A few days after returning home, my four year old, Penny, developed a cough.  Not a big deal, kids do that, they get snotty and coughy and life goes on.  Well, two  nights after that, Penny developed a fever of 101.7, which is significant but not alarming, and we just kept her from school, tried to keep the girls apart as much as possible, and went on.  By Friday night, Penny had a killer cough, one that you know just doesn’t sound right, so she went to the doctor and it turned out she had pneumonia, but not the flu.  She was put on antibiotics, and again we tried to keep the girls apart.  Wendy had even stopped using the same bathroom upstairs, “just in case” Penny had forgotten to wash her hands in the middle of the night.

That same week, Saturday comes and Wendy has a swim meet.  Michael goes with her because I’m staying home with the younger one.  He can’t seem to control Wendy’s sugars and the site where her insulin pump is attached is painful.  When they get home, we take off the pod (it’s a kind of insulin pump) and with it comes a glob of puss.  Uh oh.  I can remember when we put it on.  Wendy didn’t want to shower before the application like we always do, because she showered that morning, but we told her to quickly do a body washing shower and then we’d apply the pod.  Maybe she didn’t wash so well this time.  We applied antibiotic ointment, put a bandaid on it, put on another pod and sent her to her indoor soccer game.   Later that night, we squeezed it again, same result, same solution.  But she’s had staph infection before, it looks like a pimple, but it wreaks havoc on her body.  Look up pictures of staph on google and you’ll have nightmares for a week.

Monday morning Wendy woke up with an upset stomach and cough.  Her sister was staying home already, so I suggested to Wendy to go back upstairs and try to get some sleep.  Usually, Wendy can never get back to sleep, she hasn’t been a napper since 18 months and she has a hard time sleeping at night.  She usually goes to bed at her appointed time and then reads for another hour or two, and then wakes up with the sun.  Monday morning, however, I went up to check on her and she was sound asleep.  I checked but she had no fever.  When she woke up, she has had a few bouts of diarrhea.  And she still had an upset stomach and a cough.  She was pale and less than her energetic self.  She was not normal, and yet, she was not particularly sick either.

Maybe it’s staph.  Maybe it’s pneumonia.  Or both.  Or neither.  Maybe, but not likely, it’s something else entirely different.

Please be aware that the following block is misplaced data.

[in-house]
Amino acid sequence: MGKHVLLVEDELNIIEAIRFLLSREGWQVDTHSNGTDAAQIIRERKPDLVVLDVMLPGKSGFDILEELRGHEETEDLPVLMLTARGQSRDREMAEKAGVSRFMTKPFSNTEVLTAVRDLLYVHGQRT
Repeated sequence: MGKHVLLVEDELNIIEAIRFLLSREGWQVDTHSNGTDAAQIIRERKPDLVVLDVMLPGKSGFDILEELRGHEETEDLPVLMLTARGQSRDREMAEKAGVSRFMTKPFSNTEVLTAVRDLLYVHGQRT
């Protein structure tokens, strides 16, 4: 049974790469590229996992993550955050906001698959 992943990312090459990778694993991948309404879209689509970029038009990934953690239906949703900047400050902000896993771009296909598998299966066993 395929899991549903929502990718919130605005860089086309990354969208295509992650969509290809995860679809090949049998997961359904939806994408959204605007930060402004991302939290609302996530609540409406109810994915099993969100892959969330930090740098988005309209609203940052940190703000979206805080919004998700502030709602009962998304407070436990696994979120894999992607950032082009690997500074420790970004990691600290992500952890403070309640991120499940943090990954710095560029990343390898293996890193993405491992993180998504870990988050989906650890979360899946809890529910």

It’s the strangest feeling in the world:  waiting for your child to get sick enough to go to the hospital, but there I was.  Waiting for something more, or something less.  More means something we can go on, call the doctors, get blood work, think about going to the hospital and getting admitted.  Less is that she’s well enough to go back to school the next day.  We want less, but we can’t control more.  What does one do on a day like that day?  I found myself making lots of food:  two quiches in the oven, two corned beefs in the crockpot.  I checked on my toiletry bag to make sure it had everything that was necessary.  I had not gone so far as to pack a bag for the hospital, but I had organized in my mind what I would take if we needed to go.  It’s an odd place to be in my mind.  I actively avoided making any plans for later in the week “just in case” and I warned work.  Mostly, I just worried and watched my two girls, keeping track of who ate their lunch or who coughed which time.  I spent a lot of mental energy worrying, and tried to put a lot of things in perspective.  It’s just another small illness.  We’re a team, we are going to get through this together.

But it’s hard, this waiting, for something, for nothing, for an answer.  And I worry about what Wendy’s anxiety might be, she who may be going through the pokes and prods, the blood draws and the chest X rays, the uncomfortable hospital beds and the bad hospital foods.  And then part of me is mad, really angry for thinking about all of that, for not crossing that bridge when we get to it.  The truth is, though, that we’ve crossed that bridge so many times that it’s become a rather well worn path and it’s an easy place to go to in my mind.